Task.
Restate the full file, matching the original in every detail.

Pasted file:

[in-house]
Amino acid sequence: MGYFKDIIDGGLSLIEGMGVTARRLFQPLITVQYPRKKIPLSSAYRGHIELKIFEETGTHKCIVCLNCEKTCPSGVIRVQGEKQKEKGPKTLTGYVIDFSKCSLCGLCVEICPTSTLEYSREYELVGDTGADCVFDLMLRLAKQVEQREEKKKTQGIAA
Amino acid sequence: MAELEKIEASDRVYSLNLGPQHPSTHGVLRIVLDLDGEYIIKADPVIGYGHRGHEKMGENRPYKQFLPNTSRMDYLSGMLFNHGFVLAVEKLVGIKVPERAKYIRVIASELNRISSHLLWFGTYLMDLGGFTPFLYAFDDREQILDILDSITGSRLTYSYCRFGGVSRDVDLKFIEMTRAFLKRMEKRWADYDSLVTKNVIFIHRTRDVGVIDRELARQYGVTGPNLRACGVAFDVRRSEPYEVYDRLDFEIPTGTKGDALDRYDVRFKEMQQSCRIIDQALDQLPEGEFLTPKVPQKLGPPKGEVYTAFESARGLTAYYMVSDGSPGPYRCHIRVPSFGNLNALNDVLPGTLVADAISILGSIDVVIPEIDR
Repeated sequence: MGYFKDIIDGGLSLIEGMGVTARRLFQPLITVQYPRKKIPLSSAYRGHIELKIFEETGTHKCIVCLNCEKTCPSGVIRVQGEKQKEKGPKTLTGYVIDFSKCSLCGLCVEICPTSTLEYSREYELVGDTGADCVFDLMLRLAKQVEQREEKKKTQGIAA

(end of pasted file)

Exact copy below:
[in-house]
Amino acid sequence: MGYFKDIIDGGLSLIEGMGVTARRLFQPLITVQYPRKKIPLSSAYRGHIELKIFEETGTHKCIVCLNCEKTCPSGVIRVQGEKQKEKGPKTLTGYVIDFSKCSLCGLCVEICPTSTLEYSREYELVGDTGADCVFDLMLRLAKQVEQREEKKKTQGIAA
Amino acid sequence: MAELEKIEASDRVYSLNLGPQHPSTHGVLRIVLDLDGEYIIKADPVIGYGHRGHEKMGENRPYKQFLPNTSRMDYLSGMLFNHGFVLAVEKLVGIKVPERAKYIRVIASELNRISSHLLWFGTYLMDLGGFTPFLYAFDDREQILDILDSITGSRLTYSYCRFGGVSRDVDLKFIEMTRAFLKRMEKRWADYDSLVTKNVIFIHRTRDVGVIDRELARQYGVTGPNLRACGVAFDVRRSEPYEVYDRLDFEIPTGTKGDALDRYDVRFKEMQQSCRIIDQALDQLPEGEFLTPKVPQKLGPPKGEVYTAFESARGLTAYYMVSDGSPGPYRCHIRVPSFGNLNALNDVLPGTLVADAISILGSIDVVIPEIDR
Repeated sequence: MGYFKDIIDGGLSLIEGMGVTARRLFQPLITVQYPRKKIPLSSAYRGHIELKIFEETGTHKCIVCLNCEKTCPSGVIRVQGEKQKEKGPKTLTGYVIDFSKCSLCGLCVEICPTSTLEYSREYELVGDTGADCVFDLMLRLAKQVEQREEKKKTQGIAA